The below is taken from issue #243 of Cinemart (circa April 1990). Originally, Operation Condor was supposed to have Frankie Chan amongst the cast. It also seems that Masako Ikeda wasn’t there yet when production started. She is not shown here, and she wasn’t listed on the list of performers. I speculate that with Jackie spending so much money to make the movie, a Japanese investor insisted on casting a Japanese actress to cover the bill.

Jackie met Sly Stallone in the previous photos on May 26 in 1993 –  the same day when Cliffhanger had premiered. The varied warehouse fight in Rumble in the Bronx (1994) took 20 days to film. Mr. Chan had to teach the local crew how to fight in the H.K. style. Carrie Ng had a small role in Thunderbolt (1995) which was taken out of the final cut because she later starred in an erotic film, Passion Unbounded, that came out before the release of Thunderbolt. Jackie had already acted in movies with actresses who did naughty things, so Gordon should’ve left her in. Initially, Shanghai Knights was to be a darker action comedy where the duo played by Owen Wilson and Jackie were to confront Jack the Ripper. This meant that the title would have to be Shanghai Dusk yet the producers wanted to have a decidedly British title. As a result, the title was changed along with the story. Jack was reduced to a cameo.

In Mr. Nice Guy (1997), Jackie’s skirmish with Gary Shambrooke in Giancarlo’s mansion was removed because of a nude painting. Gary (the thug who can be seen below) was nicknamed “Gwah-Sow-Gary” by the Chinese crew members (amongst other names like RoboCop) when they saw him perform authentic Buck Sing styles (of Choy Lay Fut) that are rarely known outside China. When talking about Mr. Nice Guy, he said: “I only did it because of the martial arts. I have done heaps of extra work and a fight scene on Hey Hey It’s Saturday. I just wanted to see what it was like on the sets. They make the story up as they go – they just tell you what to do and you have to do it. You don’t pull any punches; it’s all for real. They make you do it and do it until you’re all hyped up then you do it for real. Jackie really hits me with a chair. There was one scene that was taken out, I was beating up Gabrielle Fitzpatrick. I think it was too violent.”

Awarded a part in the movie after showing Jackie and his team his prowess, Gary was asked to bleach his normally brown hair white. They saw an opportunity to remind people of Dolph Lundgren in Rocky IV. Doing his own stunts throughout the movie left Gary with stitches in his leg after jumping through a window, but earned him the respect of the rest of the crew: “A lot of the Chinese did the stunts instead of the Australians because they were scared of the Australian guys hurting themselves. But I did my own stunts, I didn’t have any doubles. I had to eat about four chillis and I couldn’t eat for a week. I couldn’t sleep either.”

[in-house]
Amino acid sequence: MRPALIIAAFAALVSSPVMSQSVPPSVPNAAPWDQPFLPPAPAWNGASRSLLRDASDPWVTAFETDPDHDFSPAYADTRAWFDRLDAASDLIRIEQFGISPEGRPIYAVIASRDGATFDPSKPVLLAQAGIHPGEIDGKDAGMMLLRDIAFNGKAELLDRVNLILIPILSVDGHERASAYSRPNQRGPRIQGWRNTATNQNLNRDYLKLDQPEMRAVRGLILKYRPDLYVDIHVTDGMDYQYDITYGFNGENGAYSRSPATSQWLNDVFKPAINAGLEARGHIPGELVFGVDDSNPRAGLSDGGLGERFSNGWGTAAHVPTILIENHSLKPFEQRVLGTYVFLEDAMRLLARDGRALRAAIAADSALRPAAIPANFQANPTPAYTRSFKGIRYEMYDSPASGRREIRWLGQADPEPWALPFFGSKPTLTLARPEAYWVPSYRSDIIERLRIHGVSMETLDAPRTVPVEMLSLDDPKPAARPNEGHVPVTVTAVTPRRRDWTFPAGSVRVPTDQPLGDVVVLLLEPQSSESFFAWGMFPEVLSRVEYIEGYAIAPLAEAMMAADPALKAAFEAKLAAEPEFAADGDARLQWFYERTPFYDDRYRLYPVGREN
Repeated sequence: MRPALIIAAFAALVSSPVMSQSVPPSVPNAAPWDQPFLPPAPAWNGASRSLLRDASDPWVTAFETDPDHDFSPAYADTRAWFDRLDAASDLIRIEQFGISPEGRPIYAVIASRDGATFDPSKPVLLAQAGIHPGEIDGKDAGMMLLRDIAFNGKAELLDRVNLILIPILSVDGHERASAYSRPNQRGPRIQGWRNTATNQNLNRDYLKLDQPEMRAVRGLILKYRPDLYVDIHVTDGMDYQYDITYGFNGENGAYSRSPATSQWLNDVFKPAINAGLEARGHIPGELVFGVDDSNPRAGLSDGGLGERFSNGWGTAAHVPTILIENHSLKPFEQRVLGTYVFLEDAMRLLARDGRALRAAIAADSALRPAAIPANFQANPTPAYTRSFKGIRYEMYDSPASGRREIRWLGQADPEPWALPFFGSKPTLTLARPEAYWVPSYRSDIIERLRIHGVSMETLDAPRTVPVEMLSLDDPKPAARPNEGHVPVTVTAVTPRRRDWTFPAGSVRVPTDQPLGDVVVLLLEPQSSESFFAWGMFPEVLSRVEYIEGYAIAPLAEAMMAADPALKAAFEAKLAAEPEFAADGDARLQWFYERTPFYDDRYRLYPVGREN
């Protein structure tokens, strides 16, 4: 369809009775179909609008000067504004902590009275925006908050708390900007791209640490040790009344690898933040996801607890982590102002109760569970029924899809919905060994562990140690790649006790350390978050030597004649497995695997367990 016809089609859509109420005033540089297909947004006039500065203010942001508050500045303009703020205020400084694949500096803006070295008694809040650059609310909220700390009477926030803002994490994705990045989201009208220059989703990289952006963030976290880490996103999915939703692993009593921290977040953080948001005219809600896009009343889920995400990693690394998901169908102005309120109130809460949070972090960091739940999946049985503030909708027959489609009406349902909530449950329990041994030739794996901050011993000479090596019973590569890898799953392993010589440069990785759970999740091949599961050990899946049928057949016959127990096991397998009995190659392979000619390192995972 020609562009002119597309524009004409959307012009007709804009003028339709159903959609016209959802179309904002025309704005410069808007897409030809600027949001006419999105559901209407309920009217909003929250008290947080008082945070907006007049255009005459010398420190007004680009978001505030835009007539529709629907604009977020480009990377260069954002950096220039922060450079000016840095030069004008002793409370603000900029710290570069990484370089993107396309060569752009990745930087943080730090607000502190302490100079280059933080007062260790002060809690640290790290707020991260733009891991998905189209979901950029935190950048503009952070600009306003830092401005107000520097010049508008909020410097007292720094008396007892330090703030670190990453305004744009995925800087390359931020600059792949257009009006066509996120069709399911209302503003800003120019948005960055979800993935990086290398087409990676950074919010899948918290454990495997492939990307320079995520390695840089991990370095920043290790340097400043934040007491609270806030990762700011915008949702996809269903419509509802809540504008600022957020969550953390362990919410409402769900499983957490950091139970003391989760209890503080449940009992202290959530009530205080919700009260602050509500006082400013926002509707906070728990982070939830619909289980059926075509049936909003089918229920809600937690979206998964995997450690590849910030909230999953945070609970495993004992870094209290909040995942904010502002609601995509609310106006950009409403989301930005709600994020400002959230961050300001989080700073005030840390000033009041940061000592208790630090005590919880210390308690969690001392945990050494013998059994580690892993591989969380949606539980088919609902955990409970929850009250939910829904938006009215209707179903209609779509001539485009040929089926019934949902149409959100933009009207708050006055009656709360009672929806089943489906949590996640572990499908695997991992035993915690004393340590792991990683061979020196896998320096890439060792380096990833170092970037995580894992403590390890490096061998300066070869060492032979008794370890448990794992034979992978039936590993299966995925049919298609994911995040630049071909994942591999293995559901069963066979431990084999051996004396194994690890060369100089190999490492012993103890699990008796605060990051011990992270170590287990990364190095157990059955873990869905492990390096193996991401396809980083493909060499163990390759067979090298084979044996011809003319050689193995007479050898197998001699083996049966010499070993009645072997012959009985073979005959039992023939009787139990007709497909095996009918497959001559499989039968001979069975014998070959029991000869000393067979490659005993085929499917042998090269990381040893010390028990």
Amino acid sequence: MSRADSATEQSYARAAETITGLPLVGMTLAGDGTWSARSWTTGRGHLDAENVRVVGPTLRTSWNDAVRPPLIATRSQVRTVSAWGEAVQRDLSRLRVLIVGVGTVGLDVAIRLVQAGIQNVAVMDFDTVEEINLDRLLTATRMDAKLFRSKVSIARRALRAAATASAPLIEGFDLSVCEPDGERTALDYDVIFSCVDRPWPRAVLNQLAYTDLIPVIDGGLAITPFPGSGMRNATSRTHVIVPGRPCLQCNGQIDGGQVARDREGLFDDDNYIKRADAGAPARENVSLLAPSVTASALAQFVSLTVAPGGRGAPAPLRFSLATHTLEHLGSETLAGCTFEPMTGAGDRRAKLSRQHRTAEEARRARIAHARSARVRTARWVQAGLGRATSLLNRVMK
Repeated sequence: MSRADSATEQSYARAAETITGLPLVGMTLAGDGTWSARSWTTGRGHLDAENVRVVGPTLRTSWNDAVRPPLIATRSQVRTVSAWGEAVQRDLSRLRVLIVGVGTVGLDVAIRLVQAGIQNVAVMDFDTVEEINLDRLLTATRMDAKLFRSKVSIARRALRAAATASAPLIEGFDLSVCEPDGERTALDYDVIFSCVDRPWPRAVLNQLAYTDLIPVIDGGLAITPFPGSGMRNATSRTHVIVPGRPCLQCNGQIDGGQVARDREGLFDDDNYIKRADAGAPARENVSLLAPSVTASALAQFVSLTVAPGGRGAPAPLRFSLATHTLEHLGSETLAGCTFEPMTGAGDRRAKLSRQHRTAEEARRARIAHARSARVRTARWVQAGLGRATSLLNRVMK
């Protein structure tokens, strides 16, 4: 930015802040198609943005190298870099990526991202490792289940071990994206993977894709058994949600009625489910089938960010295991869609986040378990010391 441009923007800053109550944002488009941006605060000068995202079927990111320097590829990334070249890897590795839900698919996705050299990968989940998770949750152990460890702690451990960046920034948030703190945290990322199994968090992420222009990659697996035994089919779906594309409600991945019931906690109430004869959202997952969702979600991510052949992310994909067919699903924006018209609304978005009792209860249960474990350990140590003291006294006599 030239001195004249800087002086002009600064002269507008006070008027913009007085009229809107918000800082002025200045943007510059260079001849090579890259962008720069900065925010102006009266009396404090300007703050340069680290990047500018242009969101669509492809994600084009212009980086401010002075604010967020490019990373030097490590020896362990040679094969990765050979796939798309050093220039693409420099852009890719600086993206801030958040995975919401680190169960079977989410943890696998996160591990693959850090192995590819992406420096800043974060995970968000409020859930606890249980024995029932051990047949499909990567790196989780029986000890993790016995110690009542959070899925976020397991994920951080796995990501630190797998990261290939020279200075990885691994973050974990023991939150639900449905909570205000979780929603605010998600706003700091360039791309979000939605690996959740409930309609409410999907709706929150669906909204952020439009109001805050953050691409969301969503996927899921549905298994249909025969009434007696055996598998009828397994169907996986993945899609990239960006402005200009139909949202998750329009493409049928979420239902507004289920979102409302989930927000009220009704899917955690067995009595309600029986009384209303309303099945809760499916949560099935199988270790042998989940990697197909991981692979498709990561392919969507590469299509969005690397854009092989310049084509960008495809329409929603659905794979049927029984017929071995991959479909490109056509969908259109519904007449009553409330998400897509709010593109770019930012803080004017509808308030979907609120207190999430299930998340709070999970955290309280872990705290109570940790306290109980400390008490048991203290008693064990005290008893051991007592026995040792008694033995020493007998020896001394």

Brett Ratner (franchise vandalist) referenced Mr. Nice Guy in Rush Hour (1998) by having Jackie accidentally touch the female detective’s breasts. Considering that Eddie Murphy rejected the chance to co-star in Rush Hour (sidekick status), Bowfinger seems suspiciously mean-spirited towards Jackie. The director, Frank Oz, said that the finale was inspired by the Z-grade Godfrey Ho ninja movies. If the 9/11 terrorism hadn’t happened, Jackie’s Nosebleed (no script finalized nor footage filmed) would’ve been hailed as a mixture between Game of Death and Die Hard (slightly foreshadowing The Raid). Since Jackie and Steven Seagal are friends, Steven was offered the main villain role for Rush Hour 3 (2007) but unfortunately rejected it.

* Jeffrey Boam claimed that the only reason why Teri Hatcher was cast in Stallone’s Tango & Cash was because she was the girlfriend of a producer who he previously worked for on Innerspace – Jon Peters, who was probably responsible for casting her in Lois & Clark: The New Adventures of Superman. When Warner Brothers produced that series in 1993, Jon was working with them on putting together a Superman movie. Back to Tango & Cash, 1989 was when Teri divorced her husband – Marcus Leithold. Peter MacDonald, one of the executive producers, talked about Daphne Ashbrook no longer going to play Sly’s sister: “I had to reshoot the dance sequence with Teri because they had employed another actress, and then decided it hadn’t worked out.”


  1. I am curious as to your source of information regarding Chiang Sheng and Yuen Biao appearing as one of the 5 ghosts in Spiritual Kung Fu. I have been researching Chiang Sheng for a while now and have not been able to substantiate his appearance. I will admit that one of the ghosts does resemble Chiang Sheng. But other than that all I have is your reference. Your help in this matter is greatly appreciated. Thank you, Marsha